The Economist showed that working more hours is actually inversely correlated with efficiency. This means the more hours you work, the less you accomplish. If you’ve studied economics, you might have heard of “diminishing marginal utility.” This is basically how it works: Imagine you work for 12 hours each day. Every hour that goes by your efficiency decreases because you get more and more tired. You may even go into negative marginal utility.
How is having a shorter working week good for our economy?
- A smaller carbon footprint: Countries with shorter hours have smaller ecological footprints. As a nation, the UK is currently consuming well beyond its share of the natural resource. This would leave time for living more sustainably.
- Better employees: Those who work less are more productive as discussed than those regularly pushing themselves beyond the 40 hours per week point. They are less likely to suffer the effects of sickness and absenteeism and make up a more stable and committed workforce.
- Lower unemployment: Average working hours may have skyrocketed, but they are not spread equally across the general population– some people find themselves working all hours of the day and night, others struggle to find work at all.
- A stronger economy: If handled properly, a move towards a shorter working week would improve social and economic equality, easing our dependence on debt-fuelled growth – key ingredients of a firm economy.
- Improved well-being: Giving everybody more time to spend as they choose would greatly reduce stress levels and improve overall well-being, as well as mental and physical health. Working less would help us all move away from the current path of living to work, working to earn and earning to consume.
- More time for families, friends, and neighbours. Spending less time in paid work would enable us to spend more time with and care for each other – our parents, children, friends and neighbours – and to value and strengthen all the relationships that make our lives worthwhile and help to build a stronger society.
- Making more of later life: A shorter and more flexible working week could make the transition from employment to retirement much smoother, spread over a longer period of time. People could reduce their hours gradually over a decade or more. Shifting suddenly from long hours to no hours of paid work can be traumatic, often causing illness and early death.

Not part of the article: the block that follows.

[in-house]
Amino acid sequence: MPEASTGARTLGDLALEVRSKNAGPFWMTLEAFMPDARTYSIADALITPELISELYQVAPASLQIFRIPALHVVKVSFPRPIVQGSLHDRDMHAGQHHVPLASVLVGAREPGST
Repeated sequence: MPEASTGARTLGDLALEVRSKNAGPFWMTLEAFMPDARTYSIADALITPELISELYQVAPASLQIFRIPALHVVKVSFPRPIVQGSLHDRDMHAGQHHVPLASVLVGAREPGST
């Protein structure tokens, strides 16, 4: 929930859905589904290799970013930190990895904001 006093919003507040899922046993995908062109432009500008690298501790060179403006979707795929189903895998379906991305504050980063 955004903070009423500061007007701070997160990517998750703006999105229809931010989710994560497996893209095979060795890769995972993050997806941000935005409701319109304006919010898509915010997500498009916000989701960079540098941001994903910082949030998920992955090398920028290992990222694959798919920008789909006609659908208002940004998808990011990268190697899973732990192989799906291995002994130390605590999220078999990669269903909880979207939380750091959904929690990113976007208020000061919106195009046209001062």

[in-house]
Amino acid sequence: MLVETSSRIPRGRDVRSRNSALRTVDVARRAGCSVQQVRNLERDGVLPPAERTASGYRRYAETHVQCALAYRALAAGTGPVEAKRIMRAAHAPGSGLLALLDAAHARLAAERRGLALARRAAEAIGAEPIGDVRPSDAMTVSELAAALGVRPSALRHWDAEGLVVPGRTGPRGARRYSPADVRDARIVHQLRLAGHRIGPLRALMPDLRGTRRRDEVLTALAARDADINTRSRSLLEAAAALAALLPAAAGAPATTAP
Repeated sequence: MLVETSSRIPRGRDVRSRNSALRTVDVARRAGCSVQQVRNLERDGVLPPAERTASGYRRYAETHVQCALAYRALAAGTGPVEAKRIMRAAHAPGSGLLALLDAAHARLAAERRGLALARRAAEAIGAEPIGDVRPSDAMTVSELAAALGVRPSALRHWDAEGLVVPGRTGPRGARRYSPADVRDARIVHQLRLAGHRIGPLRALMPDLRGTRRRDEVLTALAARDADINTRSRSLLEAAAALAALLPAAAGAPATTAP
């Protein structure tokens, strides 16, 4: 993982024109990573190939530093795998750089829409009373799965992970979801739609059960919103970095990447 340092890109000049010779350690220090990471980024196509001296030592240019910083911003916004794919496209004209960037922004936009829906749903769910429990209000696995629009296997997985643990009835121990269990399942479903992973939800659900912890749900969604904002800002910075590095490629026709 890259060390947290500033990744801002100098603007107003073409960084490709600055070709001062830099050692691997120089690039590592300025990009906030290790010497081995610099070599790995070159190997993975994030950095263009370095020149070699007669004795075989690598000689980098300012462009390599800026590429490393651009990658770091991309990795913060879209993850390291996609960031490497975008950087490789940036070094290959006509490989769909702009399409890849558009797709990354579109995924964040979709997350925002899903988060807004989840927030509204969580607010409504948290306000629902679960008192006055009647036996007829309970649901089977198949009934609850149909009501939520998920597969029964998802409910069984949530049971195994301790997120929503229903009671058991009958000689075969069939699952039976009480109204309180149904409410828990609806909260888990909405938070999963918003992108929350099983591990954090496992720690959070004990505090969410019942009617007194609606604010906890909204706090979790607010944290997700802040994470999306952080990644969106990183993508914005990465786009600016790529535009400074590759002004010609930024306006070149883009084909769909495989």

- More equality between men and women: Women currently spend more time than men doing unpaid work. Moving towards a shorter working week as the ‘norm’ would help change attitudes about gender roles, promote more equal shares of paid and unpaid work, and help revalue jobs traditionally associated with women’s work
- ]Higher quality, affordable childcare: The high demand for childcare stems partly from a culture of long working hours which has spiralled out of control. A shorter working week would help mothers and fathers better balance their time, reducing the costs of full-time childcare. As well as bringing down the cost of childcare, working fewer hours would give parents more time to spend with their children. This opportunity for more activities, experiences and two-way teaching and learning would have benefits for mothers and fathers, as well as their children.
- A stronger democracy: We’d all have more time to participate in local activities, to find out what’s going on around us, to engage in politics, locally and nationally, to ask questions and to campaign for change.
What do you think? Do you think you work more with less hours? Or the other way around.
I’m a writer. I’m also a 17 year old A level student. I am interesting in changing the world. I’m a raving Marxist who is a functionalist at heart. I am interested in law and the economy.